How to Be a Successful Remote Workplace

How to Be a Successful Remote Workplace

If you’ve decided to turn your brick and mortar business into a remote work environment, congratulations! You are joining countless other companies that recognized that doing business virtually makes sense, both from a professional and personal perspective.

In the article “How a Company Works When 100% of the Staff is Virtual,” Sara Sutton, founder and CEO of FlexJobs gives her best tips on how companies can be virtual rock stars with a completely virtual team. So before you hang out your virtual shingle as a newly-formed telecommuting company, follow these tips to become a successful remote workplace!

Know whom to hire.

While you can hire just about any qualified job candidate when you have a traditional office, you’ll need to take your hiring skills to the next level when you’re considering filling a virtual position. Ideally, you should hire someone who has already had remote work experience—or at least has the skillset necessary to work from home.  These include being a self-manager, a strong communicator, and a highly organized person. But even more importantly, you should find a job candidate who really, truly wants to work for your organization. A belief in your company’s overall mission will help keep your employee dedicated, loyal, and yes, productive.

Communicate regularly.

Communication is key for any successful relationship, and never is it more so than when you have a telecommuting team. From passing along company highlights, to clarifying a colleague’s question, to even squashing some spatting between coworkers, it’s of the utmost importance to communicate with your team—and encourage them to speak with each other, too. To keep the lines of communication open all the time, you should also have regularly scheduled meetings, and frequent check-ins with your employees to see how they’re doing, and help resolve any arising conflicts.

Be flexible about hours.

Perhaps one of the biggest benefits about giving employees flexible schedules is just that; they can customize their schedules based on the needs of their day. But if you want your workers to work a certain number of hours each day, then it takes away the flexibility they really want and need. So unless there are certain positions that must work a set schedule, you should really allow your employees to make their own schedules. And while it’s cool to have an employee in Boise, (and another in the Bahamas), you might want to assess how much of your team needs to be in the same time zone to ensure that they are all working on the same schedule, more or less. This will help reduce conflict among members of the team and is a key factor in ensuring successful remote workplace.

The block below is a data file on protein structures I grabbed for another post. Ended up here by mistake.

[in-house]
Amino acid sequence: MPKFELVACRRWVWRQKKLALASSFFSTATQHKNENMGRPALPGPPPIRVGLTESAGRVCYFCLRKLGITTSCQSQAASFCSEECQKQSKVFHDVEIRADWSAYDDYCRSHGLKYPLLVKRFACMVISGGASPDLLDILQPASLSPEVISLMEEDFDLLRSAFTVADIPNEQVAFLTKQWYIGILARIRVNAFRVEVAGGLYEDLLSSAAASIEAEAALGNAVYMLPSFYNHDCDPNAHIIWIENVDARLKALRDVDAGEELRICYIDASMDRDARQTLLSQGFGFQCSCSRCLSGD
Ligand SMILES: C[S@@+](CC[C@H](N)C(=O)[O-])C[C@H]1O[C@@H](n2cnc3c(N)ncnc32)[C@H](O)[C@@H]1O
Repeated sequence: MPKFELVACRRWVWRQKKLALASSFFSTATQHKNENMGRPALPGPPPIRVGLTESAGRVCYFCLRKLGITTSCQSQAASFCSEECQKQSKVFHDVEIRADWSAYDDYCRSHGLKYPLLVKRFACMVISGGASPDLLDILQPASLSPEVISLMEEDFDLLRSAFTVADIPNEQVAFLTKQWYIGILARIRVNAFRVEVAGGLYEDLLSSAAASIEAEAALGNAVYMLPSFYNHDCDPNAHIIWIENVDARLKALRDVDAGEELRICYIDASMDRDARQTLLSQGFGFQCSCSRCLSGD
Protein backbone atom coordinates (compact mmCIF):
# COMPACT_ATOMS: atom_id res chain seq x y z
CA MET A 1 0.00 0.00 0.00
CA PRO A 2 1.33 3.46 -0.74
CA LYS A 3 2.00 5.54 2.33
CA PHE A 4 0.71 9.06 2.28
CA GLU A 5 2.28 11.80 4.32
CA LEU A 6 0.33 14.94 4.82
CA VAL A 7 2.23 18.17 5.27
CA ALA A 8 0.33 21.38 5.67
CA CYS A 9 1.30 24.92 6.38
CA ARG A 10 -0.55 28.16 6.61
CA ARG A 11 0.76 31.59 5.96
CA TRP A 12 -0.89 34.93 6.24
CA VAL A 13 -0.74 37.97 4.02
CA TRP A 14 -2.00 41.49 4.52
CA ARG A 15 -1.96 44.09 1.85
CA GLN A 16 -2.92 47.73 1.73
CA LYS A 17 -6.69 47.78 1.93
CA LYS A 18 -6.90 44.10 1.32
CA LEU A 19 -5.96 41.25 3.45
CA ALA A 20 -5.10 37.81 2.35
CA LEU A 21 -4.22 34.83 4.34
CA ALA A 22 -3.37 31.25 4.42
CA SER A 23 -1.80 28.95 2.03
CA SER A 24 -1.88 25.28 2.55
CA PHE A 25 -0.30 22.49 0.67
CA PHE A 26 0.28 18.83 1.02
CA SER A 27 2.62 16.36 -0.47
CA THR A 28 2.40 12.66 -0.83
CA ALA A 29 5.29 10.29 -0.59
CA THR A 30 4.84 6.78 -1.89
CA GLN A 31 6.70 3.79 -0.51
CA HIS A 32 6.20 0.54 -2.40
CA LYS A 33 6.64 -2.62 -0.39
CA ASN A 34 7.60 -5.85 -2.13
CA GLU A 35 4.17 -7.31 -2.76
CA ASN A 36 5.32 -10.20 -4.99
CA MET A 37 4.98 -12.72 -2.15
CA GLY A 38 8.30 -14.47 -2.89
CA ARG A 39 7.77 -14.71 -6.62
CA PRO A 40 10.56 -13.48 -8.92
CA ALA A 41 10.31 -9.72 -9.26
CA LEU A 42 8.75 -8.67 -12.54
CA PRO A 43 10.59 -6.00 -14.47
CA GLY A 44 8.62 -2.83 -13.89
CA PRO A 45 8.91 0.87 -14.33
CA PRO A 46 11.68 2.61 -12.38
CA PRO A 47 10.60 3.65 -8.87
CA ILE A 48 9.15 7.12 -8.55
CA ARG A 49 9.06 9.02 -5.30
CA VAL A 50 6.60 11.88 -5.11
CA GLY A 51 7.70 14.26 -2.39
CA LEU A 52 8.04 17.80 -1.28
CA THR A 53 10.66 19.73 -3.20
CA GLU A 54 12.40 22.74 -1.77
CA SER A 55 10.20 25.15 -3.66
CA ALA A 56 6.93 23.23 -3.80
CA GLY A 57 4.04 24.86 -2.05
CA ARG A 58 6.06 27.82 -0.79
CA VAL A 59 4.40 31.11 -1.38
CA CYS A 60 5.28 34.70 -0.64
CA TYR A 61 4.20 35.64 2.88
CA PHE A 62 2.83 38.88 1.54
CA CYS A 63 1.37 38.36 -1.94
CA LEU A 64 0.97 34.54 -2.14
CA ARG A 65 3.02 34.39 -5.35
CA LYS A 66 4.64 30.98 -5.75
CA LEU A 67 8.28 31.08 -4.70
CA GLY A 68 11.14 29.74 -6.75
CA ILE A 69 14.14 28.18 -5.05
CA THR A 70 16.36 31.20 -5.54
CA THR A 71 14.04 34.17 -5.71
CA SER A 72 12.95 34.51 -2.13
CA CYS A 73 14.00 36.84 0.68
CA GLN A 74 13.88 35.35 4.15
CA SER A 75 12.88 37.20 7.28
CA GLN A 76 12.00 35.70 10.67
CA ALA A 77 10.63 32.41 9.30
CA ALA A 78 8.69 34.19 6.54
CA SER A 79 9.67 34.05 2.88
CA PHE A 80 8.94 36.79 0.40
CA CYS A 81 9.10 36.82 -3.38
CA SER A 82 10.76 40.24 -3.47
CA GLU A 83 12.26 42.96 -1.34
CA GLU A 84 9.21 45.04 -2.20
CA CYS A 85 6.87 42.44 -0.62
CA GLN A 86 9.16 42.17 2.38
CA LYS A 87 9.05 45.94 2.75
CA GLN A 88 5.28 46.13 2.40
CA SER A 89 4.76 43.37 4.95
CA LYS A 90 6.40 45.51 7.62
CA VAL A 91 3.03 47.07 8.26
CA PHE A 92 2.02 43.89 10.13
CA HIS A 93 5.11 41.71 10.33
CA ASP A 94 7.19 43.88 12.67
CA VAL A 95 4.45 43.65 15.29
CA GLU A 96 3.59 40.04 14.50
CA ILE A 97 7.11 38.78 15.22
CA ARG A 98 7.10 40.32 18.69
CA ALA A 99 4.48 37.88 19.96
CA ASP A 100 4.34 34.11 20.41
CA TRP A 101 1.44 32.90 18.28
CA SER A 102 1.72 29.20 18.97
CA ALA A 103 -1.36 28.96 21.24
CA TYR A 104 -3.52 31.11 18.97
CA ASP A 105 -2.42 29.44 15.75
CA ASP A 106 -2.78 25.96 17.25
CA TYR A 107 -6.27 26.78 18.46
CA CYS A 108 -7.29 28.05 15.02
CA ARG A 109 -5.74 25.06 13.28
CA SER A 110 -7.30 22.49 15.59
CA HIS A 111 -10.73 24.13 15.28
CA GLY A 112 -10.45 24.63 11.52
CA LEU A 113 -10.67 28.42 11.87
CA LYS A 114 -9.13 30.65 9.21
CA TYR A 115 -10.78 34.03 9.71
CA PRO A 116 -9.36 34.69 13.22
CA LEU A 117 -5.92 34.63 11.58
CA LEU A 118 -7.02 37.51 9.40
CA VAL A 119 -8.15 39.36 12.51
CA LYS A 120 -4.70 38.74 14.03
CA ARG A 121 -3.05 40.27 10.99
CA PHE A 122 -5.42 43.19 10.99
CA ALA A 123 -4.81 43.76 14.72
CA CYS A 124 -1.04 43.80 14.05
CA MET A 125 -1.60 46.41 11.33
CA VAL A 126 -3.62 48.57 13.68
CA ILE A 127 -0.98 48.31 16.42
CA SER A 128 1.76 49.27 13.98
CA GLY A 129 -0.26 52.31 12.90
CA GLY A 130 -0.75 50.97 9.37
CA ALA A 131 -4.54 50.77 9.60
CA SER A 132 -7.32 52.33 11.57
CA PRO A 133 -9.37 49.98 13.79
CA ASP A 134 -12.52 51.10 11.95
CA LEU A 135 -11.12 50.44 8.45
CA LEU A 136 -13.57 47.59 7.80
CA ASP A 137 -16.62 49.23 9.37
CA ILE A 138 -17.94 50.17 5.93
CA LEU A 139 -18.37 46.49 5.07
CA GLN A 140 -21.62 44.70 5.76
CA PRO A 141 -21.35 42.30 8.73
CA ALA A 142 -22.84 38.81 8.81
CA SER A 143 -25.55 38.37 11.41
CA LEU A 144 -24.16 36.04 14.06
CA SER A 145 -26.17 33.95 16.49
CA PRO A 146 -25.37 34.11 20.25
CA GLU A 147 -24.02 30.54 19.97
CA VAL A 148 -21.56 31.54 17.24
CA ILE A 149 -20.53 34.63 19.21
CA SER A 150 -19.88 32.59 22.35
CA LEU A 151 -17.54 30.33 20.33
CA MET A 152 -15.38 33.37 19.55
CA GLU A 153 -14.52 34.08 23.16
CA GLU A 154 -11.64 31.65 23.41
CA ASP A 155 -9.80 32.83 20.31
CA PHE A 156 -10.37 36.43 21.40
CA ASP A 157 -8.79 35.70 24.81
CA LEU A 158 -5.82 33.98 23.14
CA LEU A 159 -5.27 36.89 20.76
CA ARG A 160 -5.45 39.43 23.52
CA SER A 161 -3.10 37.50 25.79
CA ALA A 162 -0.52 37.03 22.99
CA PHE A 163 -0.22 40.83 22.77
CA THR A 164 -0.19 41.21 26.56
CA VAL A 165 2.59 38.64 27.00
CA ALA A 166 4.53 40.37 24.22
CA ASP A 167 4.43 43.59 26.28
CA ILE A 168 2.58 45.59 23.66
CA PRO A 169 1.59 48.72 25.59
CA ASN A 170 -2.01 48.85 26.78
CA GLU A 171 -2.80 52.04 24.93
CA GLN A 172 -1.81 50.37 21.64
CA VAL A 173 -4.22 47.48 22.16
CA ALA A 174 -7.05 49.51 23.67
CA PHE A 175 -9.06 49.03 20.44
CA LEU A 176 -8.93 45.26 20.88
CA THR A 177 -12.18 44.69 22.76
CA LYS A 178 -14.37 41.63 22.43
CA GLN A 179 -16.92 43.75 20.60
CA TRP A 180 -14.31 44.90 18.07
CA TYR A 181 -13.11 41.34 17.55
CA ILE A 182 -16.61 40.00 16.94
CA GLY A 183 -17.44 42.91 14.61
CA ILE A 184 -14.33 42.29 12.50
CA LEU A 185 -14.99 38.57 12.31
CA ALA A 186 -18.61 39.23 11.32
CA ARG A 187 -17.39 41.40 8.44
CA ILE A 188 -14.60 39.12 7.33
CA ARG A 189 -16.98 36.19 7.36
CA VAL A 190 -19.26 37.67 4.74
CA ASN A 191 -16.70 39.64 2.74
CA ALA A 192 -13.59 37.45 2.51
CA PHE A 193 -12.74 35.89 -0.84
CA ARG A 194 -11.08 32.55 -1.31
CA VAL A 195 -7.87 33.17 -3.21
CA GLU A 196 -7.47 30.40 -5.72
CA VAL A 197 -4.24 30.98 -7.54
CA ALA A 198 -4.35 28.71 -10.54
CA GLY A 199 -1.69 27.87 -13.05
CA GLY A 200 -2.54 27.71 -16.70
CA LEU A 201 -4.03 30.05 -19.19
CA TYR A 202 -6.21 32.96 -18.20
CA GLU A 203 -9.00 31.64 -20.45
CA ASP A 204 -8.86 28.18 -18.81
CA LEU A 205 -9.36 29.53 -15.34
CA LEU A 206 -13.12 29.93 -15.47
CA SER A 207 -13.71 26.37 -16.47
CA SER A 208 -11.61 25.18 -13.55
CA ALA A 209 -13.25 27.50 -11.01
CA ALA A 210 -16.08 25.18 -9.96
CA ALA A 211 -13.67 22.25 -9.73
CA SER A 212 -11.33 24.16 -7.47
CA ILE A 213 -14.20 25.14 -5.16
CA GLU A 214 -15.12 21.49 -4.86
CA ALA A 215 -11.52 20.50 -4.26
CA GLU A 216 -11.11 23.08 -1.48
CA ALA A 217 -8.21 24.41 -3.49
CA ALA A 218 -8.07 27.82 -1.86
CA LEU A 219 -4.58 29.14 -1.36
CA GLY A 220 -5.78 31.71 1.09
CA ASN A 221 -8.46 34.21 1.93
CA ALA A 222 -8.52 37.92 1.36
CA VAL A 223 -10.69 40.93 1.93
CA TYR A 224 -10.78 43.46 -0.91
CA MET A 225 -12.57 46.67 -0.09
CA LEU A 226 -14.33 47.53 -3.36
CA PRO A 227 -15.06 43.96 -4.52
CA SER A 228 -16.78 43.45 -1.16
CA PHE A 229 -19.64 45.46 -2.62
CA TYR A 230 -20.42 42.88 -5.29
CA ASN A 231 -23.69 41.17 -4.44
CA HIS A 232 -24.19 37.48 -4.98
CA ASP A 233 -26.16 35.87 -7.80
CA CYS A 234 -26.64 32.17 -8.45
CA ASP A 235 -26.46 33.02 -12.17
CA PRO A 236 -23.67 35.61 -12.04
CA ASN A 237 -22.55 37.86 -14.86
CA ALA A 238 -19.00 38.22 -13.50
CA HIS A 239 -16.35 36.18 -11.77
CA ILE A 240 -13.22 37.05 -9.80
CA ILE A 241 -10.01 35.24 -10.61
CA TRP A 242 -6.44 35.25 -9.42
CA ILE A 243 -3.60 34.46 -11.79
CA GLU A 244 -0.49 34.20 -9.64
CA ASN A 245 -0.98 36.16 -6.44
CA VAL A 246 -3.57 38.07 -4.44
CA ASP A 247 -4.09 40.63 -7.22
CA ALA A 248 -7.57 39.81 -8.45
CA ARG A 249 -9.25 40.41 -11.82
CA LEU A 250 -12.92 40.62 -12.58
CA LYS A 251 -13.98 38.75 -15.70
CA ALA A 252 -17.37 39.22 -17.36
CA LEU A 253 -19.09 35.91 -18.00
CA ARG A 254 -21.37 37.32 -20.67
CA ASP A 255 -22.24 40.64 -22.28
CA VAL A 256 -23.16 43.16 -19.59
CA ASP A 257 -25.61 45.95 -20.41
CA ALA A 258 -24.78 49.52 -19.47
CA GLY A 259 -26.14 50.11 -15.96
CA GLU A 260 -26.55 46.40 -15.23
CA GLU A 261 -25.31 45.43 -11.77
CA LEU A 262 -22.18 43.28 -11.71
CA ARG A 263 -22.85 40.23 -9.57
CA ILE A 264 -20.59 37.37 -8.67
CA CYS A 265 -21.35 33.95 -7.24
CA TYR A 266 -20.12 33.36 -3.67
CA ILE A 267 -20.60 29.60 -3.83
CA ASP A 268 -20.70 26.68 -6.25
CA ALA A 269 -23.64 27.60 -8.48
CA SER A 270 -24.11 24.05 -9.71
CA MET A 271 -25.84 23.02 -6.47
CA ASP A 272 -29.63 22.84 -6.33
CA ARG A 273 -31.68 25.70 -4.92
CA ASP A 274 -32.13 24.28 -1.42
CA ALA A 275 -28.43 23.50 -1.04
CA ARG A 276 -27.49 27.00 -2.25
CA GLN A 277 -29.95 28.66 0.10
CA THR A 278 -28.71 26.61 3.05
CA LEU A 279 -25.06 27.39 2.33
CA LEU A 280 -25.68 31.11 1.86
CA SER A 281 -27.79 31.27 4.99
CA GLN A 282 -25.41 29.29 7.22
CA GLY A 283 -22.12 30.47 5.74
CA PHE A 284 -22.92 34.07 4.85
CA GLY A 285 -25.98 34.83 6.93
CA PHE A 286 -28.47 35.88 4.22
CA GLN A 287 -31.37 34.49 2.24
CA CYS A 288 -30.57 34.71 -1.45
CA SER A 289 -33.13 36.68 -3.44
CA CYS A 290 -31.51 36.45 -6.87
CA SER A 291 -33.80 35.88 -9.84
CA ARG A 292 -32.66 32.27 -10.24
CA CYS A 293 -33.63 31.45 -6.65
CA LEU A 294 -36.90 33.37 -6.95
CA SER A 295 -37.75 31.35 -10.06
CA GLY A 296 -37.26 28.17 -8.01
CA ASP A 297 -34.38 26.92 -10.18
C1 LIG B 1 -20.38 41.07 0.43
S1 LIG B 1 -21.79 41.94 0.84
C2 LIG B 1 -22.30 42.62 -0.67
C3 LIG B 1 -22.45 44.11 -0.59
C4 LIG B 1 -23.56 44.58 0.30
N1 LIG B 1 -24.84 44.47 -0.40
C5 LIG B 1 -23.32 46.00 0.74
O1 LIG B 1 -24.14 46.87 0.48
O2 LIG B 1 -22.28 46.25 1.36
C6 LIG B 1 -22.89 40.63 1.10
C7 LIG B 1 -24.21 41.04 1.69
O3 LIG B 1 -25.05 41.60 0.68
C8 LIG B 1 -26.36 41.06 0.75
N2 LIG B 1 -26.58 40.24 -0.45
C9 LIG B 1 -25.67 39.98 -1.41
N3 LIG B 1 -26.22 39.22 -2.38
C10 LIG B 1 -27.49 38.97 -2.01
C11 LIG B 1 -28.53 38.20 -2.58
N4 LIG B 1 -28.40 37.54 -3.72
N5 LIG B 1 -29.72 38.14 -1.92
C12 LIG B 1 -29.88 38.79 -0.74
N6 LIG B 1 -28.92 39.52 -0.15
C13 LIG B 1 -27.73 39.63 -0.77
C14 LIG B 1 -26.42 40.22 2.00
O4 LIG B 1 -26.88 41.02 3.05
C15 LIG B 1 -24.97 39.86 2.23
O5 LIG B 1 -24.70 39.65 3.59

Utilize technology.

When you managed your staff in a regular office, you could always swing on by their offices and cubicles to see what they were doing—and what they weren’t doing. While the idea that “out of sight, out of mind” remote employees are goofing off at home rather than working is the deep-seated fear of every boss who is contemplating taking the telecommuting plunge. Which is really an unfounded fear at this point. Why? Technology makes it super simple to see which of your employees is working—and who isn’t. There are many ways to track your employees’ work productivity, such as cloud-based team management services like Sococo, which mimics a real office, with offices that employees can pop into to “talk” with another colleague. And you can always monitor their progress by having meetings and using other company-specific metrics.

Facilitate face time.

Most likely, your company will adopt one or two preferred methods of communication, such as email, instant messaging, and when things get really urgent, the good old telephone. But you should encourage employees who are geographically near each other to get together, for lunch or dinner perhaps—and the company should foot the bill for it. Annual in-person team and management meetings also allow colleagues to get to see and interact with each other in real life. While work will probably be discussed, these bonding sessions go a long way in helping workers make a connection to each other, their jobs, and your company as a whole.

In order to have a successful remote workplace, you’ll need to implement some tips and techniques. Before you know it, you’ll have a strong, dedicated team that likes each other, loves what they do, and will make your organization stronger, all thanks to telecommuting.

By Jennifer Parris | Categories: Remote Management

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